Stock Market Today: Dow Loses 532 Points as Goldman, Home Depot Slide
Fed Governor Christopher Waller said March's scheduled central bank gathering could be a "live meeting."
The major indexes put some distance between one another Friday in a volatile finish to a wild week.
Two days after hearing the Federal Reserve's latest decisions on fiscal policy, Fed Governor Christopher Waller told the Forecasters Club of New York that by ending its bond-buying program sooner rather than later, the central bank is "providing flexibility for other adjustments to monetary policy, if needed, as early as spring." He also called March's scheduled Fed gathering a "live meeting," meaning it is one in which a rate-hike could be issued.
Also stoking volatility was "quadruple-witching expiration," which is when index futures, index options, stock options and individual-stock futures all expire at once. This happens four times a year – on the third Friday in March, June, September and December – and sometimes leads to heavy volume and erratic moves in parts or all of the market.
"For some time, markets have ignored increasing signals that should have been causes for concern: valuations high in both stock and bond markets, profit margins under pressure, poor market breadth especially for the Nasdaq Composite and a Fed taking a hugely hawkish pivot," says Gene Goldman, chief investment officer of Cetera Investment Management. "The markets need a healthy pullback/correction and are giving back the gains from Wednesday's post-FOMC reaction."
The Dow Jones Industrial Average was the biggest loser on a day that saw several swings, shedding 532 points, or 1.5%, to 35,365, on sharp losses for Goldman Sachs (GS, -3.9%) and Home Depot (HD, -2.9%).
The S&P 500 Index's 1.0% decline to 4,620 wasn't as deep, while the Nasdaq Composite managed to escape with a marginal loss to 15,169.
Other news in the stock market today:
- The small-cap Russell 2000 jumped 1.0% to 2,173.
- U.S. crude oil futures also secured a weekly loss, dropping 2.1% Friday to $70.86 per barrel, which was good for a five-day loss of 1.1%.
- Gold futures, on the other hand, were up 1.1% on the week. Contracts for February climbed 0.4% on Friday to $1,804.90 per ounce.
- FedEx (FDX, +5.0%) shares were one of the day’s few bright spots, jumping on the back of healthy fiscal Q2 earnings report. The company announced revenues of $23.5 billion and adjusted earnings of $4.83 per share, both of which easily topped Wall Street expectations. Also of particular interest were operating margins, which came to 7.1% to beat out estimates for 6.7%. (Remember: FDX shares were clobbered last quarter after warning on margins.) FedEx also raised guidance for full-year earnings and announced a $5 billion share repurchase program.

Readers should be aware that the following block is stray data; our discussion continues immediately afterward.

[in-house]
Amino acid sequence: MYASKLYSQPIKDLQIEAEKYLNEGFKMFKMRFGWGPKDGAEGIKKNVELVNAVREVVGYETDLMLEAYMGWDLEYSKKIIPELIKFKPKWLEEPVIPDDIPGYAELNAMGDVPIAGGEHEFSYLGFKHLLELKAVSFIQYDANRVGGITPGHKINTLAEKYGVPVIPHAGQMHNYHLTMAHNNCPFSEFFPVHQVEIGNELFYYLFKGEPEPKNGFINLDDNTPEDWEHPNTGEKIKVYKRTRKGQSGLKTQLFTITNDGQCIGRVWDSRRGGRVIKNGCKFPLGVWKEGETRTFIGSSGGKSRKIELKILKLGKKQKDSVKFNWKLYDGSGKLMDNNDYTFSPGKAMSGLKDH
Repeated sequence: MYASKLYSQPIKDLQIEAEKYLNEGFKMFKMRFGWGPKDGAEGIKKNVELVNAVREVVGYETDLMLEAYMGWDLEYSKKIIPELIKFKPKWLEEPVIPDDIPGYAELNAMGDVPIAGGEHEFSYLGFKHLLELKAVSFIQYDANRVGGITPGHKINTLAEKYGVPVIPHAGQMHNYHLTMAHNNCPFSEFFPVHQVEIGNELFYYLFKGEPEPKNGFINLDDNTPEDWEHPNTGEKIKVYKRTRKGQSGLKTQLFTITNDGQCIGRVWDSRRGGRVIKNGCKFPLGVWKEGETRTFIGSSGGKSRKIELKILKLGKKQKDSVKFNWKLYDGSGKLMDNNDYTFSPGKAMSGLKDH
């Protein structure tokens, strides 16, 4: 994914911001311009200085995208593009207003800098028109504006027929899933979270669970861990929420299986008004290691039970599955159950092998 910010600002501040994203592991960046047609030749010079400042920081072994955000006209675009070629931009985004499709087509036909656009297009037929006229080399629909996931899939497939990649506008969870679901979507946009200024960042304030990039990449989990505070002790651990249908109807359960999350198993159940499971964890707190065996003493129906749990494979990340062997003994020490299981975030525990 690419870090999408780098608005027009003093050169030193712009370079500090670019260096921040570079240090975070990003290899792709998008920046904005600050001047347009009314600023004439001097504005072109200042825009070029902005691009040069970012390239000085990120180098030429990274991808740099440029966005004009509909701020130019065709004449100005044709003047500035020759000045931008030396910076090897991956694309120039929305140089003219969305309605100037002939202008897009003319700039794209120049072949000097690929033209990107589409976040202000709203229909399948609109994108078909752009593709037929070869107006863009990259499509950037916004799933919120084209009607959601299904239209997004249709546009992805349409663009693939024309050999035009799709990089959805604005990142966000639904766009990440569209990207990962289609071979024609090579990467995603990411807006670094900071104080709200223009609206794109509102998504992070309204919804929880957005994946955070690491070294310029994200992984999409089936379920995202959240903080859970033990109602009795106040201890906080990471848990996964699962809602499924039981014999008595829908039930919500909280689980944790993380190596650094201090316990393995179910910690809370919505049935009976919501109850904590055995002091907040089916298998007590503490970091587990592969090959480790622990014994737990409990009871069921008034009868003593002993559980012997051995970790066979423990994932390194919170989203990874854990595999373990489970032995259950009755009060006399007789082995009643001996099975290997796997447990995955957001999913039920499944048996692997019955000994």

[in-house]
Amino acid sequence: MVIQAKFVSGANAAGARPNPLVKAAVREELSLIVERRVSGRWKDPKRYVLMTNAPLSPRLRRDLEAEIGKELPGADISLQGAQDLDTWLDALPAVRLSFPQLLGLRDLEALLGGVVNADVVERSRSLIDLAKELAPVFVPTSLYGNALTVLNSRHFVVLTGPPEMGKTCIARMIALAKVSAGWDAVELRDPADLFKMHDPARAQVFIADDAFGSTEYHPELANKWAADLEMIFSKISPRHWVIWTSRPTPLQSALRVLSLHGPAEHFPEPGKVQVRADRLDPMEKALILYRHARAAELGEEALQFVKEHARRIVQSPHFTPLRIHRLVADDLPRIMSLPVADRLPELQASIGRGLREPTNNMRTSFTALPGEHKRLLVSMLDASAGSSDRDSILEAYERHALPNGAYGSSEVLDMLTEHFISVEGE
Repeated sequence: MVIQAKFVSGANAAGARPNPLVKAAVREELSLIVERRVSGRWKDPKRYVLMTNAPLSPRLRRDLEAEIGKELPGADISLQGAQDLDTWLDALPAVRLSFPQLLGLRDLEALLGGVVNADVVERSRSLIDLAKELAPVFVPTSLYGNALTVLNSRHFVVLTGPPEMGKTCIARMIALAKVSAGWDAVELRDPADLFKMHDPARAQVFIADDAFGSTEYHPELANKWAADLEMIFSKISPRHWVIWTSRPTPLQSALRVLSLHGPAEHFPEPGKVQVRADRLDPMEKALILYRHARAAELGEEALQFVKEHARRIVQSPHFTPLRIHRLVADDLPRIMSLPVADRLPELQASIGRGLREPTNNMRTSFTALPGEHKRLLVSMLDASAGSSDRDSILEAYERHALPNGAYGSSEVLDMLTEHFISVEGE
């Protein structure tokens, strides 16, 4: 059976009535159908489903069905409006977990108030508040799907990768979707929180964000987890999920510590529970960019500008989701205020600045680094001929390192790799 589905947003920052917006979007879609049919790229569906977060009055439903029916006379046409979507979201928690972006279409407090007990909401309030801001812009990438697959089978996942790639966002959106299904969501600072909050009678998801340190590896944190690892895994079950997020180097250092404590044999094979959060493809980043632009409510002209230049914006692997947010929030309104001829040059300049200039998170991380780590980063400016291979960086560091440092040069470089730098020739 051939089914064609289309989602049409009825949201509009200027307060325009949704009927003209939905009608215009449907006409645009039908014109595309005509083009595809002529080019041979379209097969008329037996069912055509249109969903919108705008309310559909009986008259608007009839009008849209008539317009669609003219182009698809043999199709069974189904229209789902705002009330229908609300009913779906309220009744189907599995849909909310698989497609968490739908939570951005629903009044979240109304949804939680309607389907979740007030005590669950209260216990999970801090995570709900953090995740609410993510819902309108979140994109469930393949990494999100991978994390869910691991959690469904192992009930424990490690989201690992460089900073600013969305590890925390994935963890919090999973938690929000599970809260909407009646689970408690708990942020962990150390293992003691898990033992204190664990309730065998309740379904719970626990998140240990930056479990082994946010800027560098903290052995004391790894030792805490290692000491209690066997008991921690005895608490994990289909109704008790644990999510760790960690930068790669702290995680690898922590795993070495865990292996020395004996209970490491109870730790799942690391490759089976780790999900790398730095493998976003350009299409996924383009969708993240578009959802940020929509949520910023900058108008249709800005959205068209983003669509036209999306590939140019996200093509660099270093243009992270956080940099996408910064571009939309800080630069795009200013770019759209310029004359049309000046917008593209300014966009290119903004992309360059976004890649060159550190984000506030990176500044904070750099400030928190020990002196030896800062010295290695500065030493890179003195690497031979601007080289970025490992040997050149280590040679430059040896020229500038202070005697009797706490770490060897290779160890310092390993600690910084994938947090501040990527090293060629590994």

- Rivian (RIVN, -10.3%) shares are now trading at their lowest point since the electric vehicle maker’s initial public offering in early November, following the company’s first earnings report as a publicly traded company. Rivian announced a mere $1 million in revenues for its most recent quarter. While that still was above the consensus view, earnings missed by a mile, with a $12.21-per-share loss coming in far deeper than the $1.33 in expected red ink. Rivian also said that 2021 production is likely to miss its target for 1,200 vehicles.
- Bitcoin was off 3.6% to $46,177.41. (Bitcoin trades 24 hours a day; prices reported here are as of 4 p.m.)
Is Defense the Name of the Game?
Stocks are on increasingly shaky ground as we head into 2022.
The major benchmarks all posted notable weekly losses: The Dow shed 1.7%, the S&P 500 lost 1.9% and the Nasdaq gave back 2.9%.
"Investors around the world are showing their concern over central bank policy after this week's Federal Open Market Committee and Bank of England developments," says Dan Wantrobski, technical strategist and associate director of research at Janney Montgomery Scott. "Technical studies indicate that the U.S. markets are still vulnerable to volatility, even after the recent correction that occurred in November."
The name of the game for some, then, might be defense. We've recently highlighted our picks in Wall Street's traditional equity safety zones – utilities, real estate investment trusts (REITs) and consumer staples stocks – but don't forget to look to the bond market for cover.
The market's best bond funds can help cushion the blow of broad-market pullbacks. Yes, the fixed-income market looks primed to face many of the same challenges as its equity counterpart in 2022, but these seven bond funds – spanning a variety of different categories – look better positioned than most to help investors protect their portfolio in the year ahead.